In a beaten down road atlas we mark places to go,
not vacation spots, but new homes,
homes away from this one.
My wife uses red pen and I use blue.
She makes neat circles around town names
and I make wiggly lines around entire states.
These decisions are not entirely our own.
There is a sick father somewhere, and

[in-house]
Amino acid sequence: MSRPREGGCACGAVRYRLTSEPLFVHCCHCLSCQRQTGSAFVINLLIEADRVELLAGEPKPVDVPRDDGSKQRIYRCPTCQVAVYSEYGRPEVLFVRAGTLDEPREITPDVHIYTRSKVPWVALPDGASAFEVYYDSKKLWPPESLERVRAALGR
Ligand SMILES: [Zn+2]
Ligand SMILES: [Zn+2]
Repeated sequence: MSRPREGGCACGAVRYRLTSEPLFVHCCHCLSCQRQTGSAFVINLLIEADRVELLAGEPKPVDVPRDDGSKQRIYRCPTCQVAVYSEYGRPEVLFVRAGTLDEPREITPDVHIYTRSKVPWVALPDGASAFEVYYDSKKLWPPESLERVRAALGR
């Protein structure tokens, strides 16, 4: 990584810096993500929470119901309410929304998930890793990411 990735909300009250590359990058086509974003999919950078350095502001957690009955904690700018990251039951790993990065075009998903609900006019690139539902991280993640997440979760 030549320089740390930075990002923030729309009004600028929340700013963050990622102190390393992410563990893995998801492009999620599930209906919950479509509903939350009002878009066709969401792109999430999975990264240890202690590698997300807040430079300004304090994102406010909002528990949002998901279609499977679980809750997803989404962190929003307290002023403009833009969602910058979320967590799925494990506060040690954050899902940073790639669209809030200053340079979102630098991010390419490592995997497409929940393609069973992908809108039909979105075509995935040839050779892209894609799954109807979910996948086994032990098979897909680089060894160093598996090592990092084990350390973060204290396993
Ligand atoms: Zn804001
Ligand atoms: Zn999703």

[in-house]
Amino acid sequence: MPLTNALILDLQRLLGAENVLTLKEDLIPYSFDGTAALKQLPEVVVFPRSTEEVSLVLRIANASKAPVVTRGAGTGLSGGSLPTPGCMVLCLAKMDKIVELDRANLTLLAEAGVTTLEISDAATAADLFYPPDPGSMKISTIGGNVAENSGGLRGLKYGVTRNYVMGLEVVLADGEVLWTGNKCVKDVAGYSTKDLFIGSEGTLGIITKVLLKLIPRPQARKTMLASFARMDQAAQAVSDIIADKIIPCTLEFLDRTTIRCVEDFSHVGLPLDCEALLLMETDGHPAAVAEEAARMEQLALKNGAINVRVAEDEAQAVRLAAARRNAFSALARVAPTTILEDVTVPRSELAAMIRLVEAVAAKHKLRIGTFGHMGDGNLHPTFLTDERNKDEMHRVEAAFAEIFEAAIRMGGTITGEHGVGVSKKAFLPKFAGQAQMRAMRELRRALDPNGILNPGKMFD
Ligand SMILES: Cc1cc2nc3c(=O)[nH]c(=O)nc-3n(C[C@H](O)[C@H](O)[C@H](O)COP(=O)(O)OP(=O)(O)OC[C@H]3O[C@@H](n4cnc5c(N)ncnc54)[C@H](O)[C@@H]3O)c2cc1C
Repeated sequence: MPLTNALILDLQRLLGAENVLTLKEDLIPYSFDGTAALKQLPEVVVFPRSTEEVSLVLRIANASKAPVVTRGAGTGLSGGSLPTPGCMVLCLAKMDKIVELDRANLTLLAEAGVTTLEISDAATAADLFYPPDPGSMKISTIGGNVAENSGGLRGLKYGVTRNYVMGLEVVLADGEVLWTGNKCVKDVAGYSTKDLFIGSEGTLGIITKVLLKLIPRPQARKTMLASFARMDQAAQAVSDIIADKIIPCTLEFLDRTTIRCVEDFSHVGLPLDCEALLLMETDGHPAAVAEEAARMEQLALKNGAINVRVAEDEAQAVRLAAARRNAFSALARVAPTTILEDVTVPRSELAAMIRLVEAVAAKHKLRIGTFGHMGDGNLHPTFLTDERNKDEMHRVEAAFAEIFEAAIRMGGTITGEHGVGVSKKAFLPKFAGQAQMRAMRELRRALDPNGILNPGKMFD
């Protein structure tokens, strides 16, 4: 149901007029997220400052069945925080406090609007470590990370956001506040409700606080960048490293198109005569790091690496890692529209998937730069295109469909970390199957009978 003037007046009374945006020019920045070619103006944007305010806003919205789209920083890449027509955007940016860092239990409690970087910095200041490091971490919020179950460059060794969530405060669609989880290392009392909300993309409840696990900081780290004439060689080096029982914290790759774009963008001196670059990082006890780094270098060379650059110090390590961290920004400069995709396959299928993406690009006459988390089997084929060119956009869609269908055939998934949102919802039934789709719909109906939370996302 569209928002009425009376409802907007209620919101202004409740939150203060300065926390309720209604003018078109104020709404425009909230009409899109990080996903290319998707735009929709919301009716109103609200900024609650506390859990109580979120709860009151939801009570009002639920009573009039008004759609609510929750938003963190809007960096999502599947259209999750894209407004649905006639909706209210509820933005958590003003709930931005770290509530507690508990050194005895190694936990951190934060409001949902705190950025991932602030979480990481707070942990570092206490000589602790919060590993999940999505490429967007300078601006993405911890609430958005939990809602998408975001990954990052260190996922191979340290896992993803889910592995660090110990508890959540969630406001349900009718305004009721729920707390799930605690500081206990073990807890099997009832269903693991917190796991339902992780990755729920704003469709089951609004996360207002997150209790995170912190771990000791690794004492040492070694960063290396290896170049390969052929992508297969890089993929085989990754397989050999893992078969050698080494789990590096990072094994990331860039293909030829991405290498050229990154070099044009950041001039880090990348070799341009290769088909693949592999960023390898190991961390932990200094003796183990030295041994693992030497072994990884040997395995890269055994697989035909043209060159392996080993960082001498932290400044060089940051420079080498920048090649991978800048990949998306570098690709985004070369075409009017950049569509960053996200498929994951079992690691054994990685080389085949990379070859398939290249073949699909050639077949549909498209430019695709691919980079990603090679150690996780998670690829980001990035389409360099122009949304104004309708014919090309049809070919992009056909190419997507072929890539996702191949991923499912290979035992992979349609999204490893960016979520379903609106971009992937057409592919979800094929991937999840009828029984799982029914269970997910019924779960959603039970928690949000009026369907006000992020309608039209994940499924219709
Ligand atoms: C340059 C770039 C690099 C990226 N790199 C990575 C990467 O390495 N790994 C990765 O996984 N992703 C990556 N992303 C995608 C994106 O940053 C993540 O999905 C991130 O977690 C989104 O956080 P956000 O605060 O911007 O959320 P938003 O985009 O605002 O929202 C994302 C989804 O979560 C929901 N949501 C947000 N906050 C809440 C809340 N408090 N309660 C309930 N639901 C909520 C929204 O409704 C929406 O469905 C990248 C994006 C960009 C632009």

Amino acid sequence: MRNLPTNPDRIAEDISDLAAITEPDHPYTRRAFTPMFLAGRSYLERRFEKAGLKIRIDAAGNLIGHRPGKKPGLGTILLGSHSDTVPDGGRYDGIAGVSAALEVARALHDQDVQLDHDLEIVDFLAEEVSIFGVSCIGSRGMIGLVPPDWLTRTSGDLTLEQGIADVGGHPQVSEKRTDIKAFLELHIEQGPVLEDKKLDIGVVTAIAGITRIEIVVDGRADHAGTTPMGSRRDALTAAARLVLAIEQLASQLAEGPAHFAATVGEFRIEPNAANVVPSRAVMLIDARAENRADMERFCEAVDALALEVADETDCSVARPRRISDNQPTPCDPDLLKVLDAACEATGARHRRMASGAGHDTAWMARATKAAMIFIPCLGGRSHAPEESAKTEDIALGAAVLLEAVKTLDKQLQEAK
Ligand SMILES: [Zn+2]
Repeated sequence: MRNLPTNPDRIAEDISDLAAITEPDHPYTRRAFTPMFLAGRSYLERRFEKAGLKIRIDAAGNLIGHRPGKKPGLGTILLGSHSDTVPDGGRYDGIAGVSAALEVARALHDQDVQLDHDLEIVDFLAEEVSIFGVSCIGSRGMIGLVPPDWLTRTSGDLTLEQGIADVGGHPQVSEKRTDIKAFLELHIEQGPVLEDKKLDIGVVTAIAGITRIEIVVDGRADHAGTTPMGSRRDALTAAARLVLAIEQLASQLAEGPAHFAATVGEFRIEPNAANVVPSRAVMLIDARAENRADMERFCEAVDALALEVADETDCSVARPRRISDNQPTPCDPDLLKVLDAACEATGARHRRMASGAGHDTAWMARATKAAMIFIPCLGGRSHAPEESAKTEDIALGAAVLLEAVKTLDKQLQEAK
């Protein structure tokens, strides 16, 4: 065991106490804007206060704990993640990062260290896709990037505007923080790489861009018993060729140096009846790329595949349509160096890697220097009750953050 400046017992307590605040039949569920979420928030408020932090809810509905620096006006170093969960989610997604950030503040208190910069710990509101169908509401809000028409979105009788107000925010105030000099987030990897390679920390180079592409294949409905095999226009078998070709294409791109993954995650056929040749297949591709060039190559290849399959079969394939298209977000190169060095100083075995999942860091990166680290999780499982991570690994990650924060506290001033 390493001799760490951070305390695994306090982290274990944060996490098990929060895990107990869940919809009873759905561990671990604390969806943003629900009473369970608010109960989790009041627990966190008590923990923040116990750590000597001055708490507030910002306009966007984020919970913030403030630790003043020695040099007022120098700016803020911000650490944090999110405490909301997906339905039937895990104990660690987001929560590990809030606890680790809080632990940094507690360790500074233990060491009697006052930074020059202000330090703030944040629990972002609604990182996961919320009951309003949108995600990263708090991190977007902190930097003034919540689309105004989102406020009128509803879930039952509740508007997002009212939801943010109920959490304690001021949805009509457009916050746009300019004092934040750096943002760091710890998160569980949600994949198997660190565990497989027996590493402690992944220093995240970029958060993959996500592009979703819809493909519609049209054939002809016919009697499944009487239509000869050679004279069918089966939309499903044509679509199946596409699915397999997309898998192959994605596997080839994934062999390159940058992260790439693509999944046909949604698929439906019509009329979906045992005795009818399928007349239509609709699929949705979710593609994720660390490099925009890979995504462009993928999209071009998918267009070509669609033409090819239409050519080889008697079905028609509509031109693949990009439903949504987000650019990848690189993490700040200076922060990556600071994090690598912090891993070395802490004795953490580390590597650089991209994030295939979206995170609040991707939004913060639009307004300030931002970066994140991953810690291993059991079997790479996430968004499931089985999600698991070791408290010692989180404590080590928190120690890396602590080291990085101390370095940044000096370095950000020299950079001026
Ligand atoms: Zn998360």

there are hard feelings and money owed.
During the day my wife works. And I,
too frail from these thoughts in my head,
pop aspirin and stare at the map.
At night we lay on the bed and let
the evening warmth pour in here.
When I dream, I dream of us on that map.
I take giant steps, a hundred miles long,
a foot in Colorado and one in Utah.
At the California border my wife zigs when I zag.
Pfefferle, W.T. “Map Reading,” North American Review 289 (Spring 2004): 29.